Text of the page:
Join Kevin Kelly for an in-depth discussion in this video What you should know before watching this course, part of Social Media in the Classroom.
- This lynda.com course has no prerequisites. No matter how much experience you have with social media, teaching, or both there should be some strategies for you to try. To keep you from creating accounts in three kajillion different social media tools, I'll refer primarily to just a few of the most common platforms. However, if you already use a specific social media tool, you can still apply the learning activities. I'll also show you some alternative tools that provide greater security or accessibility, like TodaysMeet. If you need help creating an account in one of the social media tools we discuss, here are some resources related to the most popular platforms.
Facebook has a page that outlines how to create an account. Similarly, Twitter has a page that describes the signup process. Not to be outdone, Google will tell you how to create a Google account which gives you access to social media tools like Google+ and YouTube, as well as other tools like Google Apps and Gmail. If you already have social media accounts, consider creating a second one just for your class. This will help you keep your personal life private. If you become interested in a topic I don't cover in detail, lynda.com has several resources that complement this course such as the course Up and Running with Twitter with Maria Langer.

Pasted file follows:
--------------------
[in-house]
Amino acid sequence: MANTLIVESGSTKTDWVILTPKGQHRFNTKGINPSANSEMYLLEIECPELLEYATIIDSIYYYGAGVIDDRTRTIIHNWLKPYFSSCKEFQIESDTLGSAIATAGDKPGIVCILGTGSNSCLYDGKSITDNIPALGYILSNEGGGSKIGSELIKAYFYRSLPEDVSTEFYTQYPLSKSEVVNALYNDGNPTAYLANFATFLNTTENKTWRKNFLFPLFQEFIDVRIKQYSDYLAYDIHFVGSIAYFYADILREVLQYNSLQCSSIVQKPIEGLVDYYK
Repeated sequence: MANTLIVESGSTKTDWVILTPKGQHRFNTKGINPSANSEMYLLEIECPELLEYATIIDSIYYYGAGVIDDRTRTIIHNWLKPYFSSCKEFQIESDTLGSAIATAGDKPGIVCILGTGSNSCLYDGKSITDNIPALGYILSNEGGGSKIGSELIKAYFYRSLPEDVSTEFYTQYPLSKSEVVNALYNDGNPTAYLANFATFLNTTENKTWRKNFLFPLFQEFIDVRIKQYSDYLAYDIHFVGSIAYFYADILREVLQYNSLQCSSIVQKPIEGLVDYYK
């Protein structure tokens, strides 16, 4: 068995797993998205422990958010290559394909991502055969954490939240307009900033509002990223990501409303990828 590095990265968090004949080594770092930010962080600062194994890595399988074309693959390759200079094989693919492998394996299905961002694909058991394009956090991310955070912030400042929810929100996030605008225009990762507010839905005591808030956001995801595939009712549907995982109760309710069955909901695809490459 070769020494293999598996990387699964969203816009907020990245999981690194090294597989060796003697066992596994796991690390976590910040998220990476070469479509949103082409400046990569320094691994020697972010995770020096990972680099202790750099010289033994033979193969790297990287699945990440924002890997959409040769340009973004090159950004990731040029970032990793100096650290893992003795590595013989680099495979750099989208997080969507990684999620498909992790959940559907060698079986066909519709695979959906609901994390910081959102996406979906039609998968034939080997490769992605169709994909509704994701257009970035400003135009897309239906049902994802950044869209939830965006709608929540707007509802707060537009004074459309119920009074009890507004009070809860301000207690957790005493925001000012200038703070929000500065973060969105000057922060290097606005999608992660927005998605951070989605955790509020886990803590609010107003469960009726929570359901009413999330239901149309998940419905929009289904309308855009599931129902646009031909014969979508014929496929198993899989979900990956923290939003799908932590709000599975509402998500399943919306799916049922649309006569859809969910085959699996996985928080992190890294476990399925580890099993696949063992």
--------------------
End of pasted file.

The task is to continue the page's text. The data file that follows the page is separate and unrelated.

Look at certain chapters in the weekly video series Teacher Tips with Aaron Quigley. This one here is called "Creating social learning experiences." Last, some articles are good too. Take a look at the article "Teacher Tips: Using Social Media in the Classroom" by Ashley Kennedy. If you have a specific challenge you want to solve, then feel free to jump around this course. If you aren't sure where to start, then start at the beginning of the course and work your way through. For topics that are more complex or have many examples, I have provided exercise files.
I'll mention them as we go. Finally, to practice what I preach, I'm going to use social media as a part of this lynda.com course. At the end of each video, I'll share some Twitter hashtags so you can share your reflections or how you use social media in your classroom. You can use the hashtag for this course: #lyndasocialclassroom to find ideas shared by me and everyone else who participates in this course.
- Moving from social networking to "social netlearning"
- Balancing social media with in-class activities
- Creating social media guidelines
- Using Twitter for polls
- Using Facebook for student-generated test questions
- Connecting to real-world scenarios and people
- Using ReadWriteThink and Facebook to construct timelines
- Using Flickr and YouTube to collect student fieldwork
- Showcasing student work in online portfolios